Gaming and Politics?

Rep. Alexandria Oscario-Cortez’s recent Twitch stream shows that politicians will use gaming to reach voters.
Courtesy: Twitch

Is there an entertainment platform that a person can go where they can escape the constant barrage of media messages in regards to the upcoming United States presidential election? Or does such a platform exist where the people don’t have to be forced to constantly think about the ongoing issues within the country? It seemed like there was a time where gaming was able to avoid this. But when Rep. Alexandria Oscario-Cortez, D-N.Y., did a gaming live stream last week to advocate citizens voting in the November 4th election, I quickly realized that we are in a time when not even video gaming is exempt from politics.

Don’t misunderstand. I am aware many games are infused with political messages, characters, and stories that are based on reality. And historically, there have been times when the content of video games was the subject of discussion in Congress. Those types of things, we can’t escape or avoid. In the United States, we as citizens are given the freedom to communicate our thoughts, ideas, and opinions in a variety of ways. This expression includes video games themselves, social media, and game streaming channels. These rights are something that I believe in as a citizen. Also, I am a firm believer that there are many issues in the country that do need to be addressed. But is forcing politics into gaming a good thing?

Like the presidential election of 2016, this current race has been divisive to many people. Unfortunately, there are people from all sides acting as if their preferred political platform has been divinely chosen. This makes them unwilling to have respectful disagreements or even consider the valid points the opposite sides are making. So it becomes about how to defeat and dominate the other side. A few days after Rep. Oscario-Cortez’s appearance on Twitch playing Among Us, a spam attack took place in the game by a President Donald Trump supporter. Should video gaming be a realm that plays host to the political battleground?

Are you thinking about anything political when you see Ken shooting a fireball at Ryu in Street Fighter II?

These are questions I ask because I think a variety of perspectives could be useful in this discussion. My view is that people are faced with reality 24 hours a day, 7 days a week. We don’t need to be reminded of it and we certainly don’t need it further emphasized in our lives. What I appreciate about entertainment is the fact that it provides a means of being able to take a break from reality, even if only temporarily. This is part of the reason why video games, movies, television shows, concerts, festivals, and professional sports draw the audiences that they do. Entertainment allows people to have fun and create enjoyable moments in their lives without having to think about responsibilities, stress, or other things that may encompass their everyday lives. For me, gaming is one of the things I do when I want to de-stress, as well as engage in something I find fun and a way to get a good mental workout.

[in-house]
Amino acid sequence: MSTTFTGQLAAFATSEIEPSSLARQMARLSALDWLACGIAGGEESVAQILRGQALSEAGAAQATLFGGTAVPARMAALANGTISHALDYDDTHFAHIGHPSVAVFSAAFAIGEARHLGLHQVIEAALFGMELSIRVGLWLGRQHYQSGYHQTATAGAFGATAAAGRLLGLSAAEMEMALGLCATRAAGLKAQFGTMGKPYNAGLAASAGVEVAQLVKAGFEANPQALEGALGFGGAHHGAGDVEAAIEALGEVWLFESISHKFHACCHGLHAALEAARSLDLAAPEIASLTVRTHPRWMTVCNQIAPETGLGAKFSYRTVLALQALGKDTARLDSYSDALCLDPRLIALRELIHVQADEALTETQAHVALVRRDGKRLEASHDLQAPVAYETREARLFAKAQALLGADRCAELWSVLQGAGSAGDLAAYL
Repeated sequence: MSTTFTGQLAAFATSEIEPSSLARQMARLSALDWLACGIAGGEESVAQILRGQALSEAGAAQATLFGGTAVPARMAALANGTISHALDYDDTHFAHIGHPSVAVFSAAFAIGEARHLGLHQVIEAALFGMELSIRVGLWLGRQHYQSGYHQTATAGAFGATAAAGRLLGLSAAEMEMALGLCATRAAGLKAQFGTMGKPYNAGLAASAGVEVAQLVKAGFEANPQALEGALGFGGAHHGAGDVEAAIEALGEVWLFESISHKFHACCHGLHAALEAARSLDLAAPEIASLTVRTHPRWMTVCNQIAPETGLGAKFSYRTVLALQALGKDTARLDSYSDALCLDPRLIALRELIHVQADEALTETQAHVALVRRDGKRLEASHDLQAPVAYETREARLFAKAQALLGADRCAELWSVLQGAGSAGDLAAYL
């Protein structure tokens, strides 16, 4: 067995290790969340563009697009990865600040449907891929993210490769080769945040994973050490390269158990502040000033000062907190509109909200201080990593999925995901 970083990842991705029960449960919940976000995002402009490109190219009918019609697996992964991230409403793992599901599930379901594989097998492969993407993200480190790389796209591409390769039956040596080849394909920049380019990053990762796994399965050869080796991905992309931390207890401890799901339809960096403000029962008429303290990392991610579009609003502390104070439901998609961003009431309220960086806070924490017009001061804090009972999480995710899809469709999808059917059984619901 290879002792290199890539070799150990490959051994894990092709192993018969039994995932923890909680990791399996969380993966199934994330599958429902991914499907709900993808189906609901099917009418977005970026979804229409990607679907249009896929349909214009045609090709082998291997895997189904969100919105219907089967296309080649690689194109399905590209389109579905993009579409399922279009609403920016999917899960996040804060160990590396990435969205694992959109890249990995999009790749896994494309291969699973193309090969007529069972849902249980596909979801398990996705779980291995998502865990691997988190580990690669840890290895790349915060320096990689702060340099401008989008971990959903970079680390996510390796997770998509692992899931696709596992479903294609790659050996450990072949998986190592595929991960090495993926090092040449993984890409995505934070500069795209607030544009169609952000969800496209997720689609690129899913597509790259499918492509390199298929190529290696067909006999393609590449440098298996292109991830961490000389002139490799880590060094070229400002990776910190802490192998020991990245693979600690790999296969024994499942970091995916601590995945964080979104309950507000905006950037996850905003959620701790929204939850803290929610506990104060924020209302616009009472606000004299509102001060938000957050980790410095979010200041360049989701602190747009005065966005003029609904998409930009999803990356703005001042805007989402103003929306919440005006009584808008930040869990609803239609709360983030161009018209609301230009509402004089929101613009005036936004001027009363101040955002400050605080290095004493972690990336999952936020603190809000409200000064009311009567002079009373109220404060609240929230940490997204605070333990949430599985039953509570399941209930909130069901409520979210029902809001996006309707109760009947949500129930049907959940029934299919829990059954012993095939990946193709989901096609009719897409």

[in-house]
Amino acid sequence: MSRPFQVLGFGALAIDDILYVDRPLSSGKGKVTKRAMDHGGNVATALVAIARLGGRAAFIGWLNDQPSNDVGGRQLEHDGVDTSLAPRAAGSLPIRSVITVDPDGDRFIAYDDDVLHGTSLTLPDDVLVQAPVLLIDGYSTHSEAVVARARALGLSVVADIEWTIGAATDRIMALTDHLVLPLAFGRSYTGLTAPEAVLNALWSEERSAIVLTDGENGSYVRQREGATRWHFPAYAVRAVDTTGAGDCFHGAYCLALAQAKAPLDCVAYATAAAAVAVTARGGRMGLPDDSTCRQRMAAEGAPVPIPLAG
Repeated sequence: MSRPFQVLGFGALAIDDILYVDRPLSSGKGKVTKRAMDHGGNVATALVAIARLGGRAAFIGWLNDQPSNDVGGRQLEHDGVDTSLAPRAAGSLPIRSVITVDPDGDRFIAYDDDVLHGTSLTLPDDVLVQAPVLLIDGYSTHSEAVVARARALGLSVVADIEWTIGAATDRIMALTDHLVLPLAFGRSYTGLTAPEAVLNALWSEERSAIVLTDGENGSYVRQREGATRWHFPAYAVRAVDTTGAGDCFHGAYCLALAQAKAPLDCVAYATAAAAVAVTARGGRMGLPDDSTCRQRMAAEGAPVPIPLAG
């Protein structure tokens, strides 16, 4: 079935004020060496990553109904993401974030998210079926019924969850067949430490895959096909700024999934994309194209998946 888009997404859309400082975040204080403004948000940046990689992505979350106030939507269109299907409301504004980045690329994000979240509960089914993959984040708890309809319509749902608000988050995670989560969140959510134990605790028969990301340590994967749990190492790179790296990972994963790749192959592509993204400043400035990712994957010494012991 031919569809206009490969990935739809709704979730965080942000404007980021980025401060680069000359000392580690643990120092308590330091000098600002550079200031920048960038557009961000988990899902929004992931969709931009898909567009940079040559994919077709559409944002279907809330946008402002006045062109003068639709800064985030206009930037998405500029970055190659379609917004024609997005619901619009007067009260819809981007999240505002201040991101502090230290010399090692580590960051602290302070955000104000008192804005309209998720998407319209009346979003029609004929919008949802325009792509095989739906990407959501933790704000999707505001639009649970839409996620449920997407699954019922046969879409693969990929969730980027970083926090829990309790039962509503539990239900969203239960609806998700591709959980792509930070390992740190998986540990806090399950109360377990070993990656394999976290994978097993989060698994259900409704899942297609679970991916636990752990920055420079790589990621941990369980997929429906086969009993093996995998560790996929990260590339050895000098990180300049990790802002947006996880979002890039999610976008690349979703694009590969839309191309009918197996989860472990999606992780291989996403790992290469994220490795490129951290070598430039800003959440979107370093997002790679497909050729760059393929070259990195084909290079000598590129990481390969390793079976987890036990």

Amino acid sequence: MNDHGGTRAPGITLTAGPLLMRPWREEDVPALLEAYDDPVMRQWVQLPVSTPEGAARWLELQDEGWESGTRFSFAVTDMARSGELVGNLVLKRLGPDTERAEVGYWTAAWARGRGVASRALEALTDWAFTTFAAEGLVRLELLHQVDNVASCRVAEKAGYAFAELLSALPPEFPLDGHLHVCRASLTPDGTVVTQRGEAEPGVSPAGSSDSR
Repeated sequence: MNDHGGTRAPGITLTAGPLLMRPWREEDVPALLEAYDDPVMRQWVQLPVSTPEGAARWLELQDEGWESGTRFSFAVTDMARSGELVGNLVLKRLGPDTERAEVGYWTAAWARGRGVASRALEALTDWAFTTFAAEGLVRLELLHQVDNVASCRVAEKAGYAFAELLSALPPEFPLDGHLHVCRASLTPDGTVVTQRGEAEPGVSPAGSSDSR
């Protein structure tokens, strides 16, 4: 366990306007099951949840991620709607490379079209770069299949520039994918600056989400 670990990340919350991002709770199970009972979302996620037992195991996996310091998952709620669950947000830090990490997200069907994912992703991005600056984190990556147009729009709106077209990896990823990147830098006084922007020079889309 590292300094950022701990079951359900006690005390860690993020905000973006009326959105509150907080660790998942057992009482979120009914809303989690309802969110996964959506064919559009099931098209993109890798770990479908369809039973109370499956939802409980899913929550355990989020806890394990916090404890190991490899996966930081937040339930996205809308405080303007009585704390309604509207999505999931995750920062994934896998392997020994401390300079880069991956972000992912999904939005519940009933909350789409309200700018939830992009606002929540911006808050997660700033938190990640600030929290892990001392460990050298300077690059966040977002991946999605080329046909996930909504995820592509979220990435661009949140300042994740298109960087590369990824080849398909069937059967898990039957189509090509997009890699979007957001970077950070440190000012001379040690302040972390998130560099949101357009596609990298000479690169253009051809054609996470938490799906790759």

I am not surprised that the Academy Awards ratings suffered once the shows started becoming filled with political rhetoric that overshadowed what the night was originally intended for. The same can be said for the National Football League (NFL) when players started kneeling during the national anthem and the National Basketball Association (NBA) once the league decided to put “Black Lives Matter” on the court and also allowed the players to wear social messages on the back of their jerseys instead of their names. There is proof in that when the audience feels they are being force-fed an agenda then they will naturally resist or avoid it. I would hate the see the same thing happen in gaming and see the industry suffer as a result.

Electronic Arts forced ads on UFC 4 players in between rounds, leading to an outrage that forced the ads to be removed.

Video game companies are becoming bolder with how they want to promote products and messages within their gaming products. Electronic Arts and 2K Games both were criticized for inserting unskippable advertisements in games that customers had paid full price for. Rather than giving customers a heads up, they snuck in the ads through silent updates. The companies have every right to put these ads in the game but instead of forcing consumers to watch them, why not give them a choice or at least let them know about the ads before the game launches so that they can decide if that is something they want to deal with. The current approach makes gamers perceive developers and publishers as being deceptive. I bring this up because it seems as if our games are being intruded upon to a greater extent today to promote products and agendas no different than the way television does. Is this what we want as gamers?

I can respect Rep. Oscario-Cortez using a Twitch stream of her playing Among Us to encourage people to vote, although I believe it would have been better to leave it at that instead of adding what political party she believes we should vote for. At least what she did wasn’t invasive by directly affecting a person’s ability to play the game like the spammer’s approach. When I am gaming, I personally don’t want to see the real world infringe on my time to relax and have fun. Leave the real world to the real world and allow gamers to simply be gamers. Believe me, there is always plenty of time to deal with reality.

-TVGA

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